Las Vegas Sun

June 30, 2016

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Want to dine out with your dog? Las Vegas health officials are making it possible

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Steve Marcus

Kirk and Lisa Richards eat lunch at Lazy Dog Restaurant & Bar’s dog-friendly patio Sunday, Feb. 7, 2016, in Downtown Summerlin. With them are their dogs Big Mac, left, a 4-year-old Bull Mastiff mix, and Bluie, a 2-year-old French bulldog. The Clark County Health District has started providing waivers to restaurants that want to create dog-friendly patios as long as the restaurants meet certain requirements.

Dog-Friendly Patios

Big Mac, a four-year-old, Bull Mastiff mix, rests with his owners at the Lazy Dog Restaurant & Bar's Dog Friendly Patio in Downtown Summerlin Sunday, Feb. 7, 2016. The Clark County Health District has started providing waivers to restaurants that want to create dog-friendly patios as long as the restaurants meet certain requirements. Launch slideshow »

Dog lovers, rejoice: You may not have to part with your pooch to dine at Las Vegas Valley restaurants.

The Southern Nevada Health District began offering “dog-friendly patio waivers” in June, prompted by Lazy Dog Restaurant & Bar’s entry into the market. The California-based eatery, which opened a location at Downtown Summerlin in April, features a lodge theme inspired by the founder’s memories of a “lazy dog” stretched out by a fireplace in Jackson Hole, Wyo.

What county health officials didn’t realize: The restaurant chain welcomes canines to its outdoor patios and had intended to do so in Las Vegas as well.

“I guess we didn’t think to ask the question,” said Paul Klouse, environmental health manager at the Health District.

The dilemma led to the health district tweaking its waiver process to include dog-friendly patios, Klouse said. The Environmental Health Division can issue waivers from regulatory requirements — such as no animals on the premises of food establishments — if the division and restaurant can agree to modifications that won’t pose a health hazard or nuisance.

In this case, that means restaurants must adhere to a strict list of rules, most of which pertain to sanitation. For instance, dogs must enter patios through an outdoor gate and remain on the ground. And if nature calls, rules exist for how restaurants must handle animals' feces and urine.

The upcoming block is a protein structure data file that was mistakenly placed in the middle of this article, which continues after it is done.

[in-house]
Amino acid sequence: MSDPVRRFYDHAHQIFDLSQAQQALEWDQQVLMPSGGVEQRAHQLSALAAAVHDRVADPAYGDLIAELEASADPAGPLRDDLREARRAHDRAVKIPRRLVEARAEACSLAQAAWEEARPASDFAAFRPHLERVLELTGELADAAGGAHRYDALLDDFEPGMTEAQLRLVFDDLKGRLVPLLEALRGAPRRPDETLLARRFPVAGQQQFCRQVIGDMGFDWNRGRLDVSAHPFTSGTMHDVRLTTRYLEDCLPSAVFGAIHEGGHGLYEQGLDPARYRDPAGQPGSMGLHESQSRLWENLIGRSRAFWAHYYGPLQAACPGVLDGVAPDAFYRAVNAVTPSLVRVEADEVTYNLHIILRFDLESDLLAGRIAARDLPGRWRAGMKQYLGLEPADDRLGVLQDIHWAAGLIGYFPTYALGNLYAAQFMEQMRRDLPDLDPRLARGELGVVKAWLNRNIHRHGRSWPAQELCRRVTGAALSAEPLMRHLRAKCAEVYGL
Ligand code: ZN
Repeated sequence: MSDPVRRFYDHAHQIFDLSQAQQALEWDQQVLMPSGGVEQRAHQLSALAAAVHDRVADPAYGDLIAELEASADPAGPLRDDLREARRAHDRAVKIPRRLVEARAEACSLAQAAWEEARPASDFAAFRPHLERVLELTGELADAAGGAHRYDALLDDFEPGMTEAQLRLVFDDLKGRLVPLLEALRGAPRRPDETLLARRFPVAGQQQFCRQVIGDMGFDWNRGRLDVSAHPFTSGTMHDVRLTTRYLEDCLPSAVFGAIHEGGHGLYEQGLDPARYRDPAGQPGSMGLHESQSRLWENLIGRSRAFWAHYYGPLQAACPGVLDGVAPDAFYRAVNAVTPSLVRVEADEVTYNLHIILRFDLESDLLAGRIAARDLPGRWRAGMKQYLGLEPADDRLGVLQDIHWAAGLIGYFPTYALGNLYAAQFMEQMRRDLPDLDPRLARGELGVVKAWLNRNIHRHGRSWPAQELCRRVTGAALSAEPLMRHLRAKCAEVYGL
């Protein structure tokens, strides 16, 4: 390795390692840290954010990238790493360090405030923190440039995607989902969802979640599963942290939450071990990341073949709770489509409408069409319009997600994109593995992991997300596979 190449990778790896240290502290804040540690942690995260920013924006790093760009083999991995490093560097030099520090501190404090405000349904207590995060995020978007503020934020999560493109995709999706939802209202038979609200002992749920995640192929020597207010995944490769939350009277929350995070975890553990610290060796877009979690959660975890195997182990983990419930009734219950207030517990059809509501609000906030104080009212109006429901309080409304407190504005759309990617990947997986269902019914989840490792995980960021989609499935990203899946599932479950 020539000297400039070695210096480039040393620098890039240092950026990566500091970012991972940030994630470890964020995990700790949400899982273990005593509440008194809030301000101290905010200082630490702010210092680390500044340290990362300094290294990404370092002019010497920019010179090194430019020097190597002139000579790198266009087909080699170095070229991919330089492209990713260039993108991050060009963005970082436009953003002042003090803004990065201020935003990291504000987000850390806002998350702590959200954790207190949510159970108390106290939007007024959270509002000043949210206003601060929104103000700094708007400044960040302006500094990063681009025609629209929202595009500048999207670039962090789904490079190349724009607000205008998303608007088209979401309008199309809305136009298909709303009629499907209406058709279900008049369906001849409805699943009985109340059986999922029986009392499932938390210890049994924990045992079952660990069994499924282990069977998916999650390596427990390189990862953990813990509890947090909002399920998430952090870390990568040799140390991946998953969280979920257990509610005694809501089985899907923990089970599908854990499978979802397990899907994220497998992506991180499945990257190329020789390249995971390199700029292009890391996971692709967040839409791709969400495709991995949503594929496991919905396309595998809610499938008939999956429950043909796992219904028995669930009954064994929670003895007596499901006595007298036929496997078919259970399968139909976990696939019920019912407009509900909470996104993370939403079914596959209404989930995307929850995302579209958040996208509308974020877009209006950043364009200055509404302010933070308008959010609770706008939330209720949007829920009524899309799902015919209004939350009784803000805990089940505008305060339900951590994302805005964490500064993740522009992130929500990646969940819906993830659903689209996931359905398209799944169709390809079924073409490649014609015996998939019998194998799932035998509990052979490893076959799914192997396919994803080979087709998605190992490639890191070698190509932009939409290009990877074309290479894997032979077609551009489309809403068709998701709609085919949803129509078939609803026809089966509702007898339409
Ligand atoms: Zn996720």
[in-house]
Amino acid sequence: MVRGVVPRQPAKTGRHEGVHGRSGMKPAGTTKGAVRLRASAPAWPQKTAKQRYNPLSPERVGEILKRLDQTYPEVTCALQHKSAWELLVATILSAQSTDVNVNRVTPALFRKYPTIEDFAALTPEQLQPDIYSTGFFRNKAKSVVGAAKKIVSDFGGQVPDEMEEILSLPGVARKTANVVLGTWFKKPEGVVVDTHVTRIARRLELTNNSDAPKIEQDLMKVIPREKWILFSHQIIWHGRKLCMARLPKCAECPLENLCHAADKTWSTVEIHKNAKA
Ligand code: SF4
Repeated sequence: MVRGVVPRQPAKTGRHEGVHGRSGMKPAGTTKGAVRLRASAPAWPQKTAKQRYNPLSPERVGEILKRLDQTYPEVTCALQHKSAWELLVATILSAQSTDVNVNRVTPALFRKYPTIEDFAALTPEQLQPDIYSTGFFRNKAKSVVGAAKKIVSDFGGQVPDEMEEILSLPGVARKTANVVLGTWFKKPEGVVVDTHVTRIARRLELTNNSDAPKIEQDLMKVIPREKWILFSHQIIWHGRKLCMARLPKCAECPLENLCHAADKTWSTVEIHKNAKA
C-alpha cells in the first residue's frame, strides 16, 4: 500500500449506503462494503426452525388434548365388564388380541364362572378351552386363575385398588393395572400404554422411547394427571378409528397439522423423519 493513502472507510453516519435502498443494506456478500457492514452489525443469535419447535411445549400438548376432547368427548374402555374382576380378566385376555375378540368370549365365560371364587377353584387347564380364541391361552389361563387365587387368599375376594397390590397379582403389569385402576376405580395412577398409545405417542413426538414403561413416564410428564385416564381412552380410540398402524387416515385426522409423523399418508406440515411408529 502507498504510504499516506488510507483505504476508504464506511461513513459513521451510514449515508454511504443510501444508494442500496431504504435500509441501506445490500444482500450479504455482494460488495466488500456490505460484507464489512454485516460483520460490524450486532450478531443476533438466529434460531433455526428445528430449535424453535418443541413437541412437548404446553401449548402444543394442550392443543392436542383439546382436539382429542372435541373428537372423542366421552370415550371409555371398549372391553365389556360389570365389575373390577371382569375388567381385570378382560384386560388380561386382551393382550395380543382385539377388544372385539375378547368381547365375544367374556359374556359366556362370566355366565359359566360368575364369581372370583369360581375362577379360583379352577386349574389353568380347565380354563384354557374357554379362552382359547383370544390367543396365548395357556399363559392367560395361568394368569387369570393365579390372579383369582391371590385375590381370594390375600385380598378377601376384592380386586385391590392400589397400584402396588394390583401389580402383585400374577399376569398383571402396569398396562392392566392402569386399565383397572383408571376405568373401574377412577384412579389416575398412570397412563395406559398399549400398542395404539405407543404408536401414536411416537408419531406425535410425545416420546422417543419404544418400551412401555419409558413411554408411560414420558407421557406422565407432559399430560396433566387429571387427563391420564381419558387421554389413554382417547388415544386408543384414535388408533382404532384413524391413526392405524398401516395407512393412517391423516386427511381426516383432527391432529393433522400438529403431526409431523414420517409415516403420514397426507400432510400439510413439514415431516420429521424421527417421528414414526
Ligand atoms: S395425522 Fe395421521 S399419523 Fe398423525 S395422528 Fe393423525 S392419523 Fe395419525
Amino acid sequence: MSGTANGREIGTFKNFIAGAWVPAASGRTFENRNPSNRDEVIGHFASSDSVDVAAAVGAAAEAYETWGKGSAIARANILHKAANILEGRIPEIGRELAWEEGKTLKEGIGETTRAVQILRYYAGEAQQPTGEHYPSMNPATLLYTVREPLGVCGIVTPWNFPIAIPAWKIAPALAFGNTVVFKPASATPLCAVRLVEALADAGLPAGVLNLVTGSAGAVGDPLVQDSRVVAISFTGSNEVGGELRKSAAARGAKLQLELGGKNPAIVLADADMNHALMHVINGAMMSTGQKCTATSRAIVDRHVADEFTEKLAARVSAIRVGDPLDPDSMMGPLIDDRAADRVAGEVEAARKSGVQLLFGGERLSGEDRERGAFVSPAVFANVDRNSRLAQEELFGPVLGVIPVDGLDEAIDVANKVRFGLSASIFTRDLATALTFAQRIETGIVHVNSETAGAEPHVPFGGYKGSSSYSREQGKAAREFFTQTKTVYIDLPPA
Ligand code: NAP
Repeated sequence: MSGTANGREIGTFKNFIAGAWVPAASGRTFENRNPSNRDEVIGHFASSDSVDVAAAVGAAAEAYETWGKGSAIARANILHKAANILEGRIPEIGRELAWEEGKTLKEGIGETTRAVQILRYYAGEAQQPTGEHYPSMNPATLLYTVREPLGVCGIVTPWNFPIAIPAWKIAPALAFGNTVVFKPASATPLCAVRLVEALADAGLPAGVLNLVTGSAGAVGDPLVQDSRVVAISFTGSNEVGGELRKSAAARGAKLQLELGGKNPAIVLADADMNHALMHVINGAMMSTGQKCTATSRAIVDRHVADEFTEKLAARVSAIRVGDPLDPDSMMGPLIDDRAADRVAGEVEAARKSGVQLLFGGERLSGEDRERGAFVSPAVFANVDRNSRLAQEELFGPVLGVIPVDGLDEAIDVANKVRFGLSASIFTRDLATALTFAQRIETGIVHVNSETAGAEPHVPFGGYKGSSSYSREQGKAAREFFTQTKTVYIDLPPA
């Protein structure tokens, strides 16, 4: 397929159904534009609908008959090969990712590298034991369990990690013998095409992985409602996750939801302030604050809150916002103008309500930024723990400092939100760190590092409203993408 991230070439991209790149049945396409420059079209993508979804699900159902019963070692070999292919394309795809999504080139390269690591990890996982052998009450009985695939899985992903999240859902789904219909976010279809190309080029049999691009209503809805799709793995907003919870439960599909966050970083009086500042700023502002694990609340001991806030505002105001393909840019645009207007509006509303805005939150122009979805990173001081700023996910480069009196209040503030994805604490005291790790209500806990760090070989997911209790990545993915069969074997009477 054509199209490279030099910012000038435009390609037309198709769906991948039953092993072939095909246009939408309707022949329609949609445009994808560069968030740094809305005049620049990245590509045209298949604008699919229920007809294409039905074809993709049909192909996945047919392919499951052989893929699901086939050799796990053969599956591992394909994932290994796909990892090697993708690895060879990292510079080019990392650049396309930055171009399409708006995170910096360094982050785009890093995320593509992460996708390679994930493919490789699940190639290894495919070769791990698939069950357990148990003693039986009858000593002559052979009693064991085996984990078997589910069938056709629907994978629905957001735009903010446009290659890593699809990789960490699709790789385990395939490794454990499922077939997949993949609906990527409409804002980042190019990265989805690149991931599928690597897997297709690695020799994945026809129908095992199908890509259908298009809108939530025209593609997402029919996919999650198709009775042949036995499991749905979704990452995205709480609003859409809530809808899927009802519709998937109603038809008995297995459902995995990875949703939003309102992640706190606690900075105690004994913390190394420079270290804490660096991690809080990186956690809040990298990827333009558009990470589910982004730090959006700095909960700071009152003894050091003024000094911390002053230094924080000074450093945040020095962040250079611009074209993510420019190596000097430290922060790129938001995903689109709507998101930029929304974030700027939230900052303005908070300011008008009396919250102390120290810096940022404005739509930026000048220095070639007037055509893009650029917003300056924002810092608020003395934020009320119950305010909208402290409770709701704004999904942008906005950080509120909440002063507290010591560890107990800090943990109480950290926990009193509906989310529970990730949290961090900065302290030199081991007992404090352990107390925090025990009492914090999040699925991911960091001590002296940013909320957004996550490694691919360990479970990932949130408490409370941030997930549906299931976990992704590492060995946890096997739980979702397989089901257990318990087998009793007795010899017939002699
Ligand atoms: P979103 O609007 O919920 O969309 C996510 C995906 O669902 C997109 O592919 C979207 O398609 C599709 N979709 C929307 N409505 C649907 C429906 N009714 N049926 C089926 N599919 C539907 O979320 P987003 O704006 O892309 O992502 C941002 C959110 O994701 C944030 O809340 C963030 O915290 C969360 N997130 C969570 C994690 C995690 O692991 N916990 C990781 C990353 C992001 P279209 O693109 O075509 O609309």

“We work with applicants to try to meet their needs while meeting the regulatory requirements,” Klouse said.

The bottom line, however, is ensuring the patio space is as clean and sanitary as it would have been without dogs present, he said. The waiver process costs restaurants $118.

In addition to Lazy Dog Restaurant & Bar, the Health District has approved waivers for dog-friendly patios at four Egg Works locations, Egg & I and the Mt. Charleston Lodge, Klouse said. He expects to receive more waiver applications as word spreads.

Klouse admits some Las Vegas Valley eateries likely have been allowing dogs on patios despite being in violation of health regulations. Health district employees plan to alert those businesses about the waiver opportunity, he said.

It’s not a new concept. New York and California recently passed legislation allowing canine companions on restaurant patios.

Phil McMaster, general manager of the Lazy Dog Restaurant & Bar in Downtown Summerlin, said the patio has proved popular — both with dogs and their owners — in Las Vegas. When nice weather coincides with brunch hours on the weekend, the restaurant’s large patio has hosted upwards of 25 dogs and their families at one time, creating waitlists for other patrons visiting with four-legged companions, he said.

“So far, it has been a very powerful thing for the community,” he said.

A bonus for the dogs: a menu designed just for them with entrees such as a grilled hamburger patty and brown rice ($4.95), grilled chicken breast and brown rice ($4.95) and plain brown rice ($1.95). Lazy Dog also provides complimentary water — in bowls, of course.

The restaurant’s outdoor patio contains signage reiterating the rules and asking canine patrons to avoid the “Three Bs” — begging, barking and biting — but McMaster said most dogs mind their manners. The patio hasn’t experienced any doggy brawls, just some excited barking every once in a while, he said.

“It’s nice they’re able to come to the restaurant, sit down and have a nice meal,” McMaster said, referring to both dogs and their owners.

And just to be clear: They’re called “dog-friendly patio waivers” for a reason. No other animals are allowed.

“It’s much easier to control a dog than a cat,” Klouse said.

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